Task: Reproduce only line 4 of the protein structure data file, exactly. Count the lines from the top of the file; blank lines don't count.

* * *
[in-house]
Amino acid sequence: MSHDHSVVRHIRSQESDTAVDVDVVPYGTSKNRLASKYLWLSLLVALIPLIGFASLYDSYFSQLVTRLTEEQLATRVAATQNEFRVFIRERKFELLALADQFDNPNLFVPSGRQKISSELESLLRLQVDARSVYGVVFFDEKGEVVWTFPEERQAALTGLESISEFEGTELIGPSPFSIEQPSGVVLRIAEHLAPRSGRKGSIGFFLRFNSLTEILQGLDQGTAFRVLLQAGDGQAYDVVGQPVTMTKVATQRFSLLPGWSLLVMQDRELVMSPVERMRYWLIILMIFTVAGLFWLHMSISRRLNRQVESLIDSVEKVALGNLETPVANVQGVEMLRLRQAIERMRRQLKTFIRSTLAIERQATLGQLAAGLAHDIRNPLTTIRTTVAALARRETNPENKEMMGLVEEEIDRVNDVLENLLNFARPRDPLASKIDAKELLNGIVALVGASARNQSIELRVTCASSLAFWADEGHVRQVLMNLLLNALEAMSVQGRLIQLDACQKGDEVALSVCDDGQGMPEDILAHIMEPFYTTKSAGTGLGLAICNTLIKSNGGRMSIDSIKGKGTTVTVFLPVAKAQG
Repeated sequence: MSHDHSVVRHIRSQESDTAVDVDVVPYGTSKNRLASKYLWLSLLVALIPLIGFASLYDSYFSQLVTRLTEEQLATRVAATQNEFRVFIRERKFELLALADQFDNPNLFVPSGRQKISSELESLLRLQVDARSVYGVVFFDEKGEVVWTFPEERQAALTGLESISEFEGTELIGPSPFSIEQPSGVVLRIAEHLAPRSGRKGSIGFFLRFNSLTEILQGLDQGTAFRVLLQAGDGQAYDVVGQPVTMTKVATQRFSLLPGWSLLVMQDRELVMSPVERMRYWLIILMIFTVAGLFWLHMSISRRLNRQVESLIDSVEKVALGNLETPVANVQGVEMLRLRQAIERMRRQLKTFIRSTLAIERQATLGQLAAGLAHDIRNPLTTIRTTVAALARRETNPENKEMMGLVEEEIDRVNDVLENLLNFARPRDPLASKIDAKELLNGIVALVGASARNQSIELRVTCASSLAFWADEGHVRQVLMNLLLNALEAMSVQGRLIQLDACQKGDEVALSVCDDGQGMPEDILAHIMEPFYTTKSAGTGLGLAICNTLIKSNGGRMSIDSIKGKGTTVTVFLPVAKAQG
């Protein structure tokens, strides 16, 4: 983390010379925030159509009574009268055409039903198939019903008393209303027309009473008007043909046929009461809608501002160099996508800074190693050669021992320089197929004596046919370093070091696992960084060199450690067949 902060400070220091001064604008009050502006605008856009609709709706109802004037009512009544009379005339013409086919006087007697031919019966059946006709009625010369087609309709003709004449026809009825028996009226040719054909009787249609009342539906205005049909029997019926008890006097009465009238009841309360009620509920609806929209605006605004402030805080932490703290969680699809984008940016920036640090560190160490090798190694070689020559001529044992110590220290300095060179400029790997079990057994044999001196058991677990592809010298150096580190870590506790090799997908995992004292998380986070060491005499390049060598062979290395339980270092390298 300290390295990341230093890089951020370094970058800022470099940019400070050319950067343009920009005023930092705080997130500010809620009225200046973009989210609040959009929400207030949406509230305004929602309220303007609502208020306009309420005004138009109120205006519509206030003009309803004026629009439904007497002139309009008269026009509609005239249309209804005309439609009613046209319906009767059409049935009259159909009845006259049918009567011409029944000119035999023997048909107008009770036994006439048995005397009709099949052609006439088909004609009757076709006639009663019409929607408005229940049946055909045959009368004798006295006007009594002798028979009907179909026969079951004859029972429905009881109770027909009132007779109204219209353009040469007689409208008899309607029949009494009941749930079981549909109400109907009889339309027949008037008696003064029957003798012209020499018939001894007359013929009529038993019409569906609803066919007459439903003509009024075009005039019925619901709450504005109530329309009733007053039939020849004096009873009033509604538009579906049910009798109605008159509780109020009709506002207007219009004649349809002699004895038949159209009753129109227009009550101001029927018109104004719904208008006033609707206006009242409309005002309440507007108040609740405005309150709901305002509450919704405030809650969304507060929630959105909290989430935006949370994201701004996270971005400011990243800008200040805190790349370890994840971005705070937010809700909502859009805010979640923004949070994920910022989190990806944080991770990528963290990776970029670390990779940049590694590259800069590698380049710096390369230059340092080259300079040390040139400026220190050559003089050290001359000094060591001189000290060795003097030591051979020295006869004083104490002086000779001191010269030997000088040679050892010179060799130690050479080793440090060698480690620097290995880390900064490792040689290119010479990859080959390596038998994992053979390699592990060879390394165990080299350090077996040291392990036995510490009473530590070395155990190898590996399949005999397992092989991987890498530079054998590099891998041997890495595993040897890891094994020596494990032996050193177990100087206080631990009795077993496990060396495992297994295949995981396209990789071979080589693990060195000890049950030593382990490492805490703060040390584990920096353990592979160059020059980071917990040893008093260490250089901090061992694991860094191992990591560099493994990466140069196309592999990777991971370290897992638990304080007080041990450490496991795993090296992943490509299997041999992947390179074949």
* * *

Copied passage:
């Protein structure tokens, strides 16, 4: 983390010379925030159509009574009268055409039903198939019903008393209303027309009473008007043909046929009461809608501002160099996508800074190693050669021992320089197929004596046919370093070091696992960084060199450690067949 902060400070220091001064604008009050502006605008856009609709709706109802004037009512009544009379005339013409086919006087007697031919019966059946006709009625010369087609309709003709004449026809009825028996009226040719054909009787249609009342539906205005049909029997019926008890006097009465009238009841309360009620509920609806929209605006605004402030805080932490703290969680699809984008940016920036640090560190160490090798190694070689020559001529044992110590220290300095060179400029790997079990057994044999001196058991677990592809010298150096580190870590506790090799997908995992004292998380986070060491005499390049060598062979290395339980270092390298 300290390295990341230093890089951020370094970058800022470099940019400070050319950067343009920009005023930092705080997130500010809620009225200046973009989210609040959009929400207030949406509230305004929602309220303007609502208020306009309420005004138009109120205006519509206030003009309803004026629009439904007497002139309009008269026009509609005239249309209804005309439609009613046209319906009767059409049935009259159909009845006259049918009567011409029944000119035999023997048909107008009770036994006439048995005397009709099949052609006439088909004609009757076709006639009663019409929607408005229940049946055909045959009368004798006295006007009594002798028979009907179909026969079951004859029972429905009881109770027909009132007779109204219209353009040469007689409208008899309607029949009494009941749930079981549909109400109907009889339309027949008037008696003064029957003798012209020499018939001894007359013929009529038993019409569906609803066919007459439903003509009024075009005039019925619901709450504005109530329309009733007053039939020849004096009873009033509604538009579906049910009798109605008159509780109020009709506002207007219009004649349809002699004895038949159209009753129109227009009550101001029927018109104004719904208008006033609707206006009242409309005002309440507007108040609740405005309150709901305002509450919704405030809650969304507060929630959105909290989430935006949370994201701004996270971005400011990243800008200040805190790349370890994840971005705070937010809700909502859009805010979640923004949070994920910022989190990806944080991770990528963290990776970029670390990779940049590694590259800069590698380049710096390369230059340092080259300079040390040139400026220190050559003089050290001359000094060591001189000290060795003097030591051979020295006869004083104490002086000779001191010269030997000088040679050892010179060799130690050479080793440090060698480690620097290995880390900064490792040689290119010479990859080959390596038998994992053979390699592990060879390394165990080299350090077996040291392990036995510490009473530590070395155990190898590996399949005999397992092989991987890498530079054998590099891998041997890495595993040897890891094994020596494990032996050193177990100087206080631990009795077993496990060396495992297994295949995981396209990789071979080589693990060195000890049950030593382990490492805490703060040390584990920096353990592979160059020059980071917990040893008093260490250089901090061992694991860094191992990591560099493994990466140069196309592999990777991971370290897992638990304080007080041990450490496991795993090296992943490509299997041999992947390179074949």